More than half a century ago, Charles Follen McKim’s greatest project, Pennsylvania Station, faced the wrecking ball. Its demolition was described by architectural historians as the greatest architectural crime in American history. McKim’s spectacular adaptation of Roman baths to modern transportation and the mesmerizing contrast between Roman travertine and modern steel-and-glass proved that tradition and modernity were not in conflict, but in fact complimented each other.
Generations of historians and architects have had to rely on an incomplete set of photographs, floor plans, and drawings to study McKim’s largest commission. What if students and architects today could virtually experience McKim’s sequences of spaces with the experiential quality of moving through them?
This project attempts to achieve that goal. It offers a fresh perspective to the understanding of the history and architecture of the Pennsylvania Station with the aid of Historical Building Information Modeling (HBIM) tools. The project consists of a virtual experience that re-creates the procession along 32nd Street beginning at the pedestrian vestibule, through the Arcade, the General Waiting Room, and ending at the Concourse. These 360 panoramas were rendered with V-Ray in AutoDesk 3Ds Max. The 3D model is built in Rhinoceros.
Experience Penn Station is a growing, interactive website that will eventually include detailed entries, archival photographs, sketches, postcards, and multimedia related to old Penn Station in a single site.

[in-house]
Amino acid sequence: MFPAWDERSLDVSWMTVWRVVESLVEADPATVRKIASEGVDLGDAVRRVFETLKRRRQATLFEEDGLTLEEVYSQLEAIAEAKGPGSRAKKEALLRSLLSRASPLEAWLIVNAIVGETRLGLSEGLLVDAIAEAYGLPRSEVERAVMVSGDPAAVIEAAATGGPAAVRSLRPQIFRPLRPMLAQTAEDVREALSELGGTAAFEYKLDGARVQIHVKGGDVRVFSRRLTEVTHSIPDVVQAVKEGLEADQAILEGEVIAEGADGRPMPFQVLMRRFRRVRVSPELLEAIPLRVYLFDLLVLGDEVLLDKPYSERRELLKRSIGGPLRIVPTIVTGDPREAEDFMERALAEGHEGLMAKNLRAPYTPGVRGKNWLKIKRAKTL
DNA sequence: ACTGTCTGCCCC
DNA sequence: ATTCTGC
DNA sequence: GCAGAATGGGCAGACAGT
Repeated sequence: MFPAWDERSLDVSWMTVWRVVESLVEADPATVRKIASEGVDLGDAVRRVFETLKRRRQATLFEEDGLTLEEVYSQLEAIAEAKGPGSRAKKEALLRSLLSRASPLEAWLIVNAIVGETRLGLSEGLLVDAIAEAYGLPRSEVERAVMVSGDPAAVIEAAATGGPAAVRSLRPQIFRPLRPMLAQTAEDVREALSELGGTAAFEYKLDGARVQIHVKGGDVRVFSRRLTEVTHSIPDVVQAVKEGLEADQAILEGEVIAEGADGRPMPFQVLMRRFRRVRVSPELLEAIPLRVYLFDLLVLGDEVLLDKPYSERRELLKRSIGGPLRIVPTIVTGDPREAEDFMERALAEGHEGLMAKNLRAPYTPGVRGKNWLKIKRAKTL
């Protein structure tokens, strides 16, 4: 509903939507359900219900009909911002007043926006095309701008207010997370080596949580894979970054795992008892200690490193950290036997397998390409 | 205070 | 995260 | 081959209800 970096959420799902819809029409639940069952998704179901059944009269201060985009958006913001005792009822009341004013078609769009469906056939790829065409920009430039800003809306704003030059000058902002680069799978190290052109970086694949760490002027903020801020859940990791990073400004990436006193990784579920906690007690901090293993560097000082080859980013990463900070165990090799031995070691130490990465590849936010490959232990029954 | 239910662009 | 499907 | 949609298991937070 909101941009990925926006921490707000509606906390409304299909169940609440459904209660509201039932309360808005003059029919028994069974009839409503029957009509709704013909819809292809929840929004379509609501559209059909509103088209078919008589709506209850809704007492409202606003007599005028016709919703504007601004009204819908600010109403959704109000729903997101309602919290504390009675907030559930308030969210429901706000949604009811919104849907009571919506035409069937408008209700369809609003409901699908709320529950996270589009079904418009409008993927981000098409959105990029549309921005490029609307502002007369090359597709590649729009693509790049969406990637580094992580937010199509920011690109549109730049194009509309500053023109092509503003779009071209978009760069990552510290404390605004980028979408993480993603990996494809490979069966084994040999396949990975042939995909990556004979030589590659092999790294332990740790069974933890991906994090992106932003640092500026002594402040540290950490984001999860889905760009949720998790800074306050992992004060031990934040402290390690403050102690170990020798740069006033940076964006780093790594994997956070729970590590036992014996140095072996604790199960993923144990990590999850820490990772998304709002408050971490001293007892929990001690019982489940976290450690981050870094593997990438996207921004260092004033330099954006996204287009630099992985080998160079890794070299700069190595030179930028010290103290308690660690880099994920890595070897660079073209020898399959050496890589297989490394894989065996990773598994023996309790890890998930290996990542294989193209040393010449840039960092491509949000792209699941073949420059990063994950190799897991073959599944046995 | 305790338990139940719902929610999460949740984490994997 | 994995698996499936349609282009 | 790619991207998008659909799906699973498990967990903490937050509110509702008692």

The model is based on information publicized in architecture and engineering journals, newspaper articles, architectural drawings from the Monographs of McKim, Mead & White, the Adolph Alexander Weinman’s papers, as well as the correspondence between the architects and the Pennsylvania Railroad Company. To infer the dimensions of classical elements, Giacomo Barozzi da Vignola’s treatises inform this project. Since the architects derived much of the geometry from Roman sources, other authorities of the Renaissance are ignored. The plates in Franz Sales Meyer’s Handbook of Ornament informed the detailed enrichments at the moldings and other decorations across the station. Additional archival research was conducted at the New-York Historical Society and Avery Architectural & Fine Arts Library at Columbia University.
About José Hernández
José Hernández (1995), was born in Cuernavaca, México, and moved to New York in 2015 to pursue an undergraduate degree in Architecture and Urban Studies at NYU. A classicist and conservator in training, he decided to devote some of his time to merging his love of classical architecture with his love of 3D modeling.
José is currently pursuing an M.S. in Historic Preservation at the University of Pennsylvania, expecting to graduate in May 2022. Upon completion of his M.S., he aspires to eventually work in a firm that specializes in the conservation and restoration of historic buildings and monuments.
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